No matter what happens
You always have the same course
Do you know that you are watched?

At sunset, you shed more glorious colors
Pink, violet, yellow,
Even bluish-white
In red streaks and orange balls your colors roll
I am a picture-taking paparazzi

In midnight quiet, still you shed your light on open prairie land
through the moon
A never-ending partnership

Oh, Nebraska Sun!

Nebraska Skate Park by Stella Morales

Rusty rough ramps
Cracked chalky concrete
Ramps tall as a skyscraper
Floors like a stage

Fences protect me
From the care and stares
Of the outside world

The cool air stabs me
Needles like ice
The coldness makes me feel uneasy
The screeching noise goes by
As bikes weave through
Skateboards go crack
As they hit the floor

Tall statue like ramps,
Broken frozen floors.
Chipped discolored paint,
Ramps push me high like a swing.
The smell of freshly cut grass fills the air,
The skate park calms me

The Crick by Josie Painter

As the sun glinted on the roof,
we laughed as we tumbled out the door.
Yelling behind us, we were going to explore.
We skipped down the beaten gravel trail.
and raced up the hill to see,
who would be the first to the big red barn.
We twisted around,
made sure no one was watching,
and he gripped the barbed wire, we slipped through.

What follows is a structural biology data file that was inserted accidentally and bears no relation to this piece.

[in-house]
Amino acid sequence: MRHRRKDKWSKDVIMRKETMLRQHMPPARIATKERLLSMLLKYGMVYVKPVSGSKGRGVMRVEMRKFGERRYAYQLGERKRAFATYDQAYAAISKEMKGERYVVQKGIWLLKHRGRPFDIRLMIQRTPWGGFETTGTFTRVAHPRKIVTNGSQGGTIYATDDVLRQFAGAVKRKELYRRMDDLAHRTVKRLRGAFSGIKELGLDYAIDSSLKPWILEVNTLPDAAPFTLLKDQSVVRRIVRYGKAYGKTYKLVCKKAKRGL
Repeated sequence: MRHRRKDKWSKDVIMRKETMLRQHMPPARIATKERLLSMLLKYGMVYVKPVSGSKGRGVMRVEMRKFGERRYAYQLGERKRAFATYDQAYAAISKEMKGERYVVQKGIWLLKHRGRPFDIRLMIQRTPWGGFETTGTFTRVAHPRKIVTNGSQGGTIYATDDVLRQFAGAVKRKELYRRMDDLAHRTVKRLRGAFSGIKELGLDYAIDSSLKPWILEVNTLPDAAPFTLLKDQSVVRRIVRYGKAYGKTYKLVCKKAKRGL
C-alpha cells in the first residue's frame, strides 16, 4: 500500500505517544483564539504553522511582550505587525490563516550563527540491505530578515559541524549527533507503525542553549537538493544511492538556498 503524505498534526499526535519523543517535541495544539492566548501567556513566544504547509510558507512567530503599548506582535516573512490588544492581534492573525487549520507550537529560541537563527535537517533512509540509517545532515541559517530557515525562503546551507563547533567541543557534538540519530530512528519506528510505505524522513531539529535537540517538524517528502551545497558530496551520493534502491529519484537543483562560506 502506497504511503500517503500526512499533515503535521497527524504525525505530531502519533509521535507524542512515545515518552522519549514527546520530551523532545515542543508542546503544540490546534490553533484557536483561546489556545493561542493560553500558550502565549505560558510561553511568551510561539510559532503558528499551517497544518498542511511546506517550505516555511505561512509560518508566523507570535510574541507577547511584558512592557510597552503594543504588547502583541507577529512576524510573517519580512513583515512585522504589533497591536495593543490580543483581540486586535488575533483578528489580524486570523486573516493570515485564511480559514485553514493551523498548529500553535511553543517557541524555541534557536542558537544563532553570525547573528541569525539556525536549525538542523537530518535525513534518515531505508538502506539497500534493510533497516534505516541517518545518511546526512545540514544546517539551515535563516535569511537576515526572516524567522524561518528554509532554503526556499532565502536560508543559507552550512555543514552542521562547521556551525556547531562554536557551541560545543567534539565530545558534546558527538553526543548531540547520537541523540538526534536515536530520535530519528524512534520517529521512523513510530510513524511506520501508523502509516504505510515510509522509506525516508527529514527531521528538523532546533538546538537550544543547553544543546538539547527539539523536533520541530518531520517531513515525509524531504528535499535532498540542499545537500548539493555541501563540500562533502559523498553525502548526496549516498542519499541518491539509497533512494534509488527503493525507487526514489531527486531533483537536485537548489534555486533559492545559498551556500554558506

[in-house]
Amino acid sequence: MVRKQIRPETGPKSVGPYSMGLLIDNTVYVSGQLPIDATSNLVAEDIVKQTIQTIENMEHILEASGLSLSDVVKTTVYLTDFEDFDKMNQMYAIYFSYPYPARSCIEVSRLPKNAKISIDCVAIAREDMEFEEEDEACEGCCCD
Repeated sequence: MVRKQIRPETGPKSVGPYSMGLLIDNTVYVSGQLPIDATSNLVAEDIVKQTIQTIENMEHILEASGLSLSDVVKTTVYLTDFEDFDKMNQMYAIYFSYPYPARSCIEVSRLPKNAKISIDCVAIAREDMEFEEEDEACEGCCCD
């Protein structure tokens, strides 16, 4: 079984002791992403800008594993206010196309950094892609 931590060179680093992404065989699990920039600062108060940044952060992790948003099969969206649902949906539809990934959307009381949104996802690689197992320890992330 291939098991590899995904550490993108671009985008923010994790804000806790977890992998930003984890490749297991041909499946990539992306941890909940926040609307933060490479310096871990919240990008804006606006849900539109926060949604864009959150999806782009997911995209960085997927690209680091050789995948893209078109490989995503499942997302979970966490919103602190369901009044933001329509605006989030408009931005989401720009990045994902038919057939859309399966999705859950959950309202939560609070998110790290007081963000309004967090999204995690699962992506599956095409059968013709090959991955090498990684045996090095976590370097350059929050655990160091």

We stumbled down the grass-covered slope.
In front of us was a mysterious path,
and we wondered where the trail might go.
We followed the path for 100 miles or more.
Finally, we came before,
a wooden bridge,
that was as sturdy as a table with 3 legs,
and right below.

A stream that shimmered like glass,
and thousands of tiny, brown, algae-covered fish.
We ran like a child to its mother.
Leaping like bunnies over the stream of water.
We stood on the sandbar,
after departing with our shoes.
We stepped slowly,
in the green-brown water.
As cold as a January night,
capturing fish in our hands,
And splashing each other.
I took some mud,
and soon we were all throwing it at one another.

When we finally went home,
our parents gaped at us,
wondering where we’d been.
We, soggy and soaked, simply said,
We had gone out exploring.

The Ballad of the Plighted Turtle by William Paxton

It was that day I basked in the still sun
Which proved to be His last
My sympathy could not overcome
My natural snap jaw grasp.

But before the action, I lie by the river
My lifeblood, my savior, my home